Economic downturns can have a tremendous impact on people and businesses. Yet many businesses have managed to grow and prosper during times when others were going under. There are obviously ways to survive in even the worst depths of a recession. Here are some things that can strengthen your business and help ward off the worst during a business slowdown.

  1. Strengthen relationships with customers. It costs money to attract new customers, and money is what businesses usually run short of in the lower part of a cycle. Market heavily to your existing customer base and do all you can to bring their next purchase forward to maintain cash flow. Present them with special offers and extra attention – if they’ve bought from you before, they can be encouraged to do it again. If you’re offering special discounts, make sure your business can afford them.
  2. Keep an eye on your industry and competition. Monitor your industry and others in your line of business and be alert for any signs of success – not only to help you remain competitive, but to ensure you don’t miss out on opportunities. Get active in your industry association or chamber of commerce to keep up with other businesses in your community. Contact leaders in your industry around the country and share information.
  3. Negotiate a better deal with suppliers. If times are tough for you, they’re tough for others as well, and that includes your suppliers. This gives you the opportunity to negotiate better deals or time payment terms on everything you purchase, from office supplies to raw materials. You can achieve discounts by agreeing to pay by a specific date instead of waiting until the end of the month, or by centralizing your purchasing with one supplier.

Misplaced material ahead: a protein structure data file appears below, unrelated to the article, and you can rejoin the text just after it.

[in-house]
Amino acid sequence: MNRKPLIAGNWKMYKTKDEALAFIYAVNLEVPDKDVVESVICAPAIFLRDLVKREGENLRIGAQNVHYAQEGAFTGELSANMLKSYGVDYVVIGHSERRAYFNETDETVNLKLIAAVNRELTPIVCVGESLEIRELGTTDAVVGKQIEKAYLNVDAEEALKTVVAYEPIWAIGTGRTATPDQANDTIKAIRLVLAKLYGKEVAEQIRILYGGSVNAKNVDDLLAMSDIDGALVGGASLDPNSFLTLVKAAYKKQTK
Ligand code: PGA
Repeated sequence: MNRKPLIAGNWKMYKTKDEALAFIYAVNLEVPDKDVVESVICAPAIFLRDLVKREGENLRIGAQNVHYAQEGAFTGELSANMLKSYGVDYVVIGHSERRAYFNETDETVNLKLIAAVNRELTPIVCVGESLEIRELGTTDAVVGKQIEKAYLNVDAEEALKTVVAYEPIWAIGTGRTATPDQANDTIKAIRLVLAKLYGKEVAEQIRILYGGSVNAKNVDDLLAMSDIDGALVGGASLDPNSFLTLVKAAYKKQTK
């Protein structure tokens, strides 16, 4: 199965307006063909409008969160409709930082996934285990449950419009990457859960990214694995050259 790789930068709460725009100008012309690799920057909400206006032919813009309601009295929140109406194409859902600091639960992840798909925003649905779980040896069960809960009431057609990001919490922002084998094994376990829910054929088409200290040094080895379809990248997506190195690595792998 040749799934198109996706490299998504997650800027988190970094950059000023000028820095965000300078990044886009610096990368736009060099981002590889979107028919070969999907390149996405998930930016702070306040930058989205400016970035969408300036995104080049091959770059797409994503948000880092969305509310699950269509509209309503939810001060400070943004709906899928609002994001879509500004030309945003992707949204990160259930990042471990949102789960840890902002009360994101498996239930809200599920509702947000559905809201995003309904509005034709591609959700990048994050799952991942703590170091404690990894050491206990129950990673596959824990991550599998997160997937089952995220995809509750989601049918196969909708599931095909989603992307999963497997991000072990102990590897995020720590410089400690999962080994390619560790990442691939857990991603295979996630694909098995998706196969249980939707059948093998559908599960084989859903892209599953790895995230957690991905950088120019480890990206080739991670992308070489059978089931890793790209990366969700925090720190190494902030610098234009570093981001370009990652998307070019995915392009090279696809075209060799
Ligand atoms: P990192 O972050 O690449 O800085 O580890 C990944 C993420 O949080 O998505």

4. Consider new products or services. The bottom of economic cycles can be an excellent time to introduce new products to the marketplace and cross-sell them to existing customers. The costs of labor and materials can be low compared to better times, and customers will be looking for simpler products that cost less than expensive versions, but still meet the same needs. Products with higher margins can be repositioned and sold into new market segments at lower prices.
  5. Carry out maintenance. When business is booming it’s often hard to find enough time to maintain business premises and equipment. It can be difficult to schedule repairs when equipment is running at peak capacity. A slowdown presents the opportunity to look after the condition of your business assets and get them ready for the next upturn. Plus, it’s a great time to evaluate processes and bottlenecks that occurred during the last boom and focus on how you can be better prepared next time.
  6. Look for production cost savings. Keep an eye on your finances. You might not have had the time or the incentive before to really look at ways to reduce costs; now you must. Review all expenditures and see where costs can be reduced, or eliminated altogether. A lot of expenditures becomes habitual and is done without much regard to the value returned from it. Do some comparison shopping for everything you need to purchase, and you may be pleasantly surprised at the savings that are possible.
  7. Control credit. Be firm with the application of your business’ credit policy. Talk with your major customers and explain that you need their payments on time each month so you can continue supplying them with the goods or services they need and still meet your own commitments. Don’t let accounts become overdue and keep an eye out for skipped payments; contact customers the day an account is due for payment. Offer to collect payments from local customers. The worst thing a business can do during an economic contraction is to ignore their cash flow.

For more information on navigating your business during a downturn, contact Doeren Mayhew’s CPAs and business advisors.